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I have pascal code (programming language actually doesn't mean anything):

box[1] := 14;
box[2] := 2;
box[3] := 4;
box[4] := 5;
box[5] := 6;
box[6] := 8;

I want to get all possibilities. For instance, box[1] = box[6], then box[6] = box[1]. Yes, I can write it by my hand, but I guess I can make it more clever, by loop. Any suggestions?

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3  
What do you mean by "box[1] = box[6], then box[6] = box[1]"? –  Paul Tomblin Jan 16 '10 at 23:03
    
It is example. It can be also box[1] = 2; box[2] = 14; box[3] = 6; box[5] = 4 and etc. All possibilities. –  good_evening Jan 16 '10 at 23:05
3  
Do you mean you want all permutations of the numbers 14, 2, 4, 5, 6 and 8? –  Simon Nickerson Jan 16 '10 at 23:14
2  
Then this might help: google.com/search?q=permutation+algorithm –  fireeyedboy Jan 16 '10 at 23:24
2  
-1 because this question is presented as a programming question and not a statistics/permutation question, and as a programming question, it is not described well enough to be answered. –  Lars D Jan 17 '10 at 8:38
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3 Answers

up vote 2 down vote accepted

I have taken the first permutation algorithm I found in wikipedia and implemented it in Delphi (2009); I hope that is what you are looking for:

type
  TIntegerArray = array of Integer;

procedure Permutation(K: Integer; var A: TIntegerArray);
var
  I, J: Integer;
  Tmp: Integer;

begin
  for I:= 2 to Length(A) do begin
    J:= K mod I;
    Tmp:= A[J];
    A[J]:= A[I - 1];
    A[I - 1]:= Tmp;
    K:= K div I;
   end;
end;

procedure TForm1.Button1Click(Sender: TObject);
var
  K, I: Integer;
  A: TIntegerArray;
  S: string;

begin
  Memo1.Lines.Clear;
  for K:= 0 to 719 do begin
    A:= TIntegerArray.Create(14, 2, 4, 5, 6, 8);
    Permutation(K, A);
    S:= '';
    for I:= 0 to Length(A) - 1 do
      S:= S + Format('%3.d ', [A[I]]);
    Memo1.Lines.Add(S);
  end;
end;
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I've answered you already? =S

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Wow ...... I can't believe that this confusing of a question has ever came up before. (It really isn't that confusing, but wow...) –  Tyler Carter Jan 16 '10 at 23:26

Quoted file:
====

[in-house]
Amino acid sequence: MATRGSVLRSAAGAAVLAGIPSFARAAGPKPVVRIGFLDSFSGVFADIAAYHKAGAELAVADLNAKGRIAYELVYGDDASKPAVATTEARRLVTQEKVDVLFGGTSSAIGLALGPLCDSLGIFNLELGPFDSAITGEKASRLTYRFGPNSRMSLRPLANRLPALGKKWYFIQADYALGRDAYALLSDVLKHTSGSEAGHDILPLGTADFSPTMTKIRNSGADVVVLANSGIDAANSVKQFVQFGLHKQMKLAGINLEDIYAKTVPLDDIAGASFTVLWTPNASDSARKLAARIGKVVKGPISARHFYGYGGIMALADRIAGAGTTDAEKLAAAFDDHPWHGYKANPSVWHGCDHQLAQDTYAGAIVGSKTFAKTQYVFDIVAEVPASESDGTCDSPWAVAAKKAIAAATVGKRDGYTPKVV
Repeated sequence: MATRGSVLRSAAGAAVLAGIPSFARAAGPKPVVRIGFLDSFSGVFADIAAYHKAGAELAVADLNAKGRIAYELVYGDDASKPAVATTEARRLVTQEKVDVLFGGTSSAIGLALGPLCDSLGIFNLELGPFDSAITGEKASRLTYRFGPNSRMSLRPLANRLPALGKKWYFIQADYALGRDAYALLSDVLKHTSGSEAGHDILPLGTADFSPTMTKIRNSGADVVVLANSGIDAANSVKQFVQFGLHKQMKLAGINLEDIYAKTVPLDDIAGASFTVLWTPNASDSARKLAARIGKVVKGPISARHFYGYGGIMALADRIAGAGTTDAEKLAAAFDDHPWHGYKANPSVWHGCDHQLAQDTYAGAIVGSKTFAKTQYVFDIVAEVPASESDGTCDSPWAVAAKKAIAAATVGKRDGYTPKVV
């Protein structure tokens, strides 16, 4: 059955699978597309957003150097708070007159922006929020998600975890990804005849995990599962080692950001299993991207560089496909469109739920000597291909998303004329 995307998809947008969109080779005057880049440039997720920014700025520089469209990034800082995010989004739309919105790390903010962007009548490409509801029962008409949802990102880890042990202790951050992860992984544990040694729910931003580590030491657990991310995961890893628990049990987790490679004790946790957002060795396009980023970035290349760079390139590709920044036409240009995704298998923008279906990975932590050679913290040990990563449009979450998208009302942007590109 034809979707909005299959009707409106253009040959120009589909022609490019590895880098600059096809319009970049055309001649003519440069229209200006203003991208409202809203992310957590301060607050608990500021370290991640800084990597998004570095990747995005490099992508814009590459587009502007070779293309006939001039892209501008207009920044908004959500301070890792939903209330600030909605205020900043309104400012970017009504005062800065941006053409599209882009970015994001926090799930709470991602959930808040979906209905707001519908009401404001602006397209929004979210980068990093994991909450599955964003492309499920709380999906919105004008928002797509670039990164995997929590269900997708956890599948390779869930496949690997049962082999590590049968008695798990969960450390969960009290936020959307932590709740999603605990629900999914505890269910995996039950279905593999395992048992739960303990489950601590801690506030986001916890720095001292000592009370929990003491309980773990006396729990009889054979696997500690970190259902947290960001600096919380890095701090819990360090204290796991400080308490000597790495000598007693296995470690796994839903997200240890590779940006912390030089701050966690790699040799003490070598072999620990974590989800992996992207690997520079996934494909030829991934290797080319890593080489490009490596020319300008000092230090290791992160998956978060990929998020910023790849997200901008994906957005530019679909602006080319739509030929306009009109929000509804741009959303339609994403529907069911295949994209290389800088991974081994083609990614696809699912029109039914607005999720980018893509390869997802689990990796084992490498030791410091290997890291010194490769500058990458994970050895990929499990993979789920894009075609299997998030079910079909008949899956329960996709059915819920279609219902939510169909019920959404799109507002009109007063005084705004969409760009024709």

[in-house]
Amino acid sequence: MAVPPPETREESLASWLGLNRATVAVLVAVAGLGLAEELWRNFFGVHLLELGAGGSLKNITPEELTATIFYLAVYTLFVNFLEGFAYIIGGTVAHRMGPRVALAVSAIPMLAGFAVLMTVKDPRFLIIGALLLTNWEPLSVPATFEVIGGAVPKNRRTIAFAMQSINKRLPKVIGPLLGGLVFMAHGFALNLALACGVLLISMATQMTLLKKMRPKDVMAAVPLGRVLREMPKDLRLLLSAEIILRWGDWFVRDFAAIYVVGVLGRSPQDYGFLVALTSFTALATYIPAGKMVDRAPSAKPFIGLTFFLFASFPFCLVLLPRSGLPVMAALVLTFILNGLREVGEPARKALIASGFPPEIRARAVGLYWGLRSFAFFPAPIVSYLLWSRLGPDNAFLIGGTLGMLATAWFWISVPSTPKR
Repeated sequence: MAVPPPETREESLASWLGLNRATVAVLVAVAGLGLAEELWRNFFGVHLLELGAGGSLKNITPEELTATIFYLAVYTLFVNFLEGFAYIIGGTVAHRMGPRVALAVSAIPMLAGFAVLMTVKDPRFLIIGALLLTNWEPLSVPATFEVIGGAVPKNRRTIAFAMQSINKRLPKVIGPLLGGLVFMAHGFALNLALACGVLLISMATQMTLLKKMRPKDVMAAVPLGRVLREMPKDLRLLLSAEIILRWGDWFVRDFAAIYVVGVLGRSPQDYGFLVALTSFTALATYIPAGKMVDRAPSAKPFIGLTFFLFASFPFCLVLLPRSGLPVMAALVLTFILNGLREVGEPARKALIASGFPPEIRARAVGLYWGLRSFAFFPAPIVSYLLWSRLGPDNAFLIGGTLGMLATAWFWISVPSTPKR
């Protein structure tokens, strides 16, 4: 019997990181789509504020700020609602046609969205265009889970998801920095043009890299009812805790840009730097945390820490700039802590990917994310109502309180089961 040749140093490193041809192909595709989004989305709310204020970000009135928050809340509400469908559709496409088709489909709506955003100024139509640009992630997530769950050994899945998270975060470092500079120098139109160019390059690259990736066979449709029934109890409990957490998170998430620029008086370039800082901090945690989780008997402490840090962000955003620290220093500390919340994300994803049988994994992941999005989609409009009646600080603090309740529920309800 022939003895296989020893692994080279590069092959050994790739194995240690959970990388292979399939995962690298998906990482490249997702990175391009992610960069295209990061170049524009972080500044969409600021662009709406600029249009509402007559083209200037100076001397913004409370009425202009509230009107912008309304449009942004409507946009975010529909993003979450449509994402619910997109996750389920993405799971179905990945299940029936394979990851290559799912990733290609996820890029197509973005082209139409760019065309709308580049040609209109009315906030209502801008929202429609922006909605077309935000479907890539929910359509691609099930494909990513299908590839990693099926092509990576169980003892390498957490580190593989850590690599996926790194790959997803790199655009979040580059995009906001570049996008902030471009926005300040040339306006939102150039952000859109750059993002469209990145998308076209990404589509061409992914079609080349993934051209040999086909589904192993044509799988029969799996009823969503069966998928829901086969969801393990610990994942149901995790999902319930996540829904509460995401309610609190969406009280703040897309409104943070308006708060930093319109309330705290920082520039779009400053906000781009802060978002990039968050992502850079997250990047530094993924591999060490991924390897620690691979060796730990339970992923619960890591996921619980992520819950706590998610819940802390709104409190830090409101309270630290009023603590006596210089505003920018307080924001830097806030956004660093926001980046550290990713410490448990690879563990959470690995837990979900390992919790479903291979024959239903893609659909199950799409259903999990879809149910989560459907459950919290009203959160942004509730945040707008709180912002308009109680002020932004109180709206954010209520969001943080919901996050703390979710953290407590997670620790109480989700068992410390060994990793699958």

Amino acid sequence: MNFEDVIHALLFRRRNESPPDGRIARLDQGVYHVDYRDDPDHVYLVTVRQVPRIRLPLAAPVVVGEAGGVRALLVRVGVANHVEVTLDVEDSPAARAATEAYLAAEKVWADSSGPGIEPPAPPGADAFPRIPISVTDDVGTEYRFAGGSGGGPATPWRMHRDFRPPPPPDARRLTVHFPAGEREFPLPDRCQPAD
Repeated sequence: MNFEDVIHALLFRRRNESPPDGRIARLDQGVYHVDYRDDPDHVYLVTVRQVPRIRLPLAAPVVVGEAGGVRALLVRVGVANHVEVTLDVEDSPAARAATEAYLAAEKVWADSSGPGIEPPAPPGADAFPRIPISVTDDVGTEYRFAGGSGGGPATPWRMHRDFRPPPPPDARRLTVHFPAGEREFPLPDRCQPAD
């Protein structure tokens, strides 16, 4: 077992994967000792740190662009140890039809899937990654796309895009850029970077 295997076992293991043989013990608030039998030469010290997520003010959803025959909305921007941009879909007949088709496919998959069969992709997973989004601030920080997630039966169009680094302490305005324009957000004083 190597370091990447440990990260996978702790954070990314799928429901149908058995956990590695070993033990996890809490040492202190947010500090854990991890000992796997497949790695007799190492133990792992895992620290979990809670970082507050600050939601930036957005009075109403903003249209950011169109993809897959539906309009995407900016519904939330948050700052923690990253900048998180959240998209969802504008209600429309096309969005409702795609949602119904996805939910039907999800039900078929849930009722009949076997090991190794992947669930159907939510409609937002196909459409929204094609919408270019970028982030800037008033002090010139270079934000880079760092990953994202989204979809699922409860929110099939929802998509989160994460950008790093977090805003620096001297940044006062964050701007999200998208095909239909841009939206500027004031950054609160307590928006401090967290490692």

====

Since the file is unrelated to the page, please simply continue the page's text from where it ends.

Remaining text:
1  
@Chacha102: Actually, the asker is the same. And that is strange... –  Alix Axel Jan 16 '10 at 23:27
    
It is not what I want actually, because when one array's var changes, it has to change another one. For example when box[1] becomes box[2], box[2] also has to change to box[1] –  good_evening Jan 16 '10 at 23:27
    
If the results are unique you can quickly delete all the arrays that have the repeated value. I'm not sure if I'm following. –  Alix Axel Jan 16 '10 at 23:49
1  
Donator, when box[2] becomes box[1] and box[1] must take box[2]'s previous value, the vocabulary word you want is swap. The beginning-level classes that you're taking right now are more about learning the vocabulary of the topic fields than about anything else. Without the vocabulary, you won't understand anything, and nobody will understand you, as in today's example of using possibilities when you really mean permutations. –  Rob Kennedy Jan 17 '10 at 15:35
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So basically, you have set of items that can either be included (1) or excluded (0). If you count from 0 to 2^(the number of items)-1, every integer will be a set of bits indicating which items are included.

If you have 7 items, in your loop from 0 to 127 the items chosen are:

x0000000 (loop variable = 0, no items are chosen)
x0000001 (loop variable = 1, item [1] is chosen)
x0000010 (loop variable = 2, item [2] is chosen)
x0000011 (loop variable = 3, items [1] and [2] are chosen)
...
x1111111 (loop variable = 127, items [1], [2], [3], [4], [5], [6], [7] are chosen)
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